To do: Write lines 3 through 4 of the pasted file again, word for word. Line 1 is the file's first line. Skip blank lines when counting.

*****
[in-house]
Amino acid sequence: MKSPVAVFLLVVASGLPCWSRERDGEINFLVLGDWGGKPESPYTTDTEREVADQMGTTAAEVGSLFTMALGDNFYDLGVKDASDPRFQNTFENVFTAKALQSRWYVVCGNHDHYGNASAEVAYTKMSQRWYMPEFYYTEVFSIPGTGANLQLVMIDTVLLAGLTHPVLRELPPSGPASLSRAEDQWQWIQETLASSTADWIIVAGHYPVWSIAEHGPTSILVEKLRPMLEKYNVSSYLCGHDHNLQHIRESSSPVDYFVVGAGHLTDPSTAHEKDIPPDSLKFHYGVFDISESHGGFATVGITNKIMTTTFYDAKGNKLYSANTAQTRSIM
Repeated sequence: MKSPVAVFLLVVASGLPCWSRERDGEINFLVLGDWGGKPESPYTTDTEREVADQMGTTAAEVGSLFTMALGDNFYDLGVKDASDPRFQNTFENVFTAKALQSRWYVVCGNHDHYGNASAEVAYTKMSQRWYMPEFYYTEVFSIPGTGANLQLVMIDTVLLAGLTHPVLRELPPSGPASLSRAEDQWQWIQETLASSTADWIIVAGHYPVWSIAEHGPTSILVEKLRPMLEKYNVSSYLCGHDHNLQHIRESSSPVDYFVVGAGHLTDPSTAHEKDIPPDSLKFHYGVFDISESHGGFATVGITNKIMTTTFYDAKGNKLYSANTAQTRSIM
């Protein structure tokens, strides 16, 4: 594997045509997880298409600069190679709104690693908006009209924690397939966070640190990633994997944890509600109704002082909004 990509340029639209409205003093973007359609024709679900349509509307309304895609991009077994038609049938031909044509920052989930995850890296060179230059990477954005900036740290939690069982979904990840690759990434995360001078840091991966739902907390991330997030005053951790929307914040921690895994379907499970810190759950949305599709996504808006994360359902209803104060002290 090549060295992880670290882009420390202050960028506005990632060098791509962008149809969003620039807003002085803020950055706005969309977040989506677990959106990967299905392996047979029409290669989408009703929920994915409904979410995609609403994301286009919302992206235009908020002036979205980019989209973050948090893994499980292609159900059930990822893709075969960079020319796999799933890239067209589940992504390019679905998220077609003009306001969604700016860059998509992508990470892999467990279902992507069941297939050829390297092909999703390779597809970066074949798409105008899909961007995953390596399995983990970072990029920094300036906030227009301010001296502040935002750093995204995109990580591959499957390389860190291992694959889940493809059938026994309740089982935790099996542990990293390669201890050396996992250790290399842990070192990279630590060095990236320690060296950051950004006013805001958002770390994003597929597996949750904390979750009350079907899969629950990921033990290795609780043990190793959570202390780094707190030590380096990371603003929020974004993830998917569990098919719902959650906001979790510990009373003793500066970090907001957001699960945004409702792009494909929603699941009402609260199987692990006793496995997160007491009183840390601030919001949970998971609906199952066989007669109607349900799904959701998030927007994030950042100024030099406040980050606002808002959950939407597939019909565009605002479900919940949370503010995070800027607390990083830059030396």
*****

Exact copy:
Repeated sequence: MKSPVAVFLLVVASGLPCWSRERDGEINFLVLGDWGGKPESPYTTDTEREVADQMGTTAAEVGSLFTMALGDNFYDLGVKDASDPRFQNTFENVFTAKALQSRWYVVCGNHDHYGNASAEVAYTKMSQRWYMPEFYYTEVFSIPGTGANLQLVMIDTVLLAGLTHPVLRELPPSGPASLSRAEDQWQWIQETLASSTADWIIVAGHYPVWSIAEHGPTSILVEKLRPMLEKYNVSSYLCGHDHNLQHIRESSSPVDYFVVGAGHLTDPSTAHEKDIPPDSLKFHYGVFDISESHGGFATVGITNKIMTTTFYDAKGNKLYSANTAQTRSIM
């Protein structure tokens, strides 16, 4: 594997045509997880298409600069190679709104690693908006009209924690397939966070640190990633994997944890509600109704002082909004 990509340029639209409205003093973007359609024709679900349509509307309304895609991009077994038609049938031909044509920052989930995850890296060179230059990477954005900036740290939690069982979904990840690759990434995360001078840091991966739902907390991330997030005053951790929307914040921690895994379907499970810190759950949305599709996504808006994360359902209803104060002290 090549060295992880670290882009420390202050960028506005990632060098791509962008149809969003620039807003002085803020950055706005969309977040989506677990959106990967299905392996047979029409290669989408009703929920994915409904979410995609609403994301286009919302992206235009908020002036979205980019989209973050948090893994499980292609159900059930990822893709075969960079020319796999799933890239067209589940992504390019679905998220077609003009306001969604700016860059998509992508990470892999467990279902992507069941297939050829390297092909999703390779597809970066074949798409105008899909961007995953390596399995983990970072990029920094300036906030227009301010001296502040935002750093995204995109990580591959499957390389860190291992694959889940493809059938026994309740089982935790099996542990990293390669201890050396996992250790290399842990070192990279630590060095990236320690060296950051950004006013805001958002770390994003597929597996949750904390979750009350079907899969629950990921033990290795609780043990190793959570202390780094707190030590380096990371603003929020974004993830998917569990098919719902959650906001979790510990009373003793500066970090907001957001699960945004409702792009494909929603699941009402609260199987692990006793496995997160007491009183840390601030919001949970998971609906199952066989007669109607349900799904959701998030927007994030950042100024030099406040980050606002808002959950939407597939019909565009605002479900919940949370503010995070800027607390990083830059030396």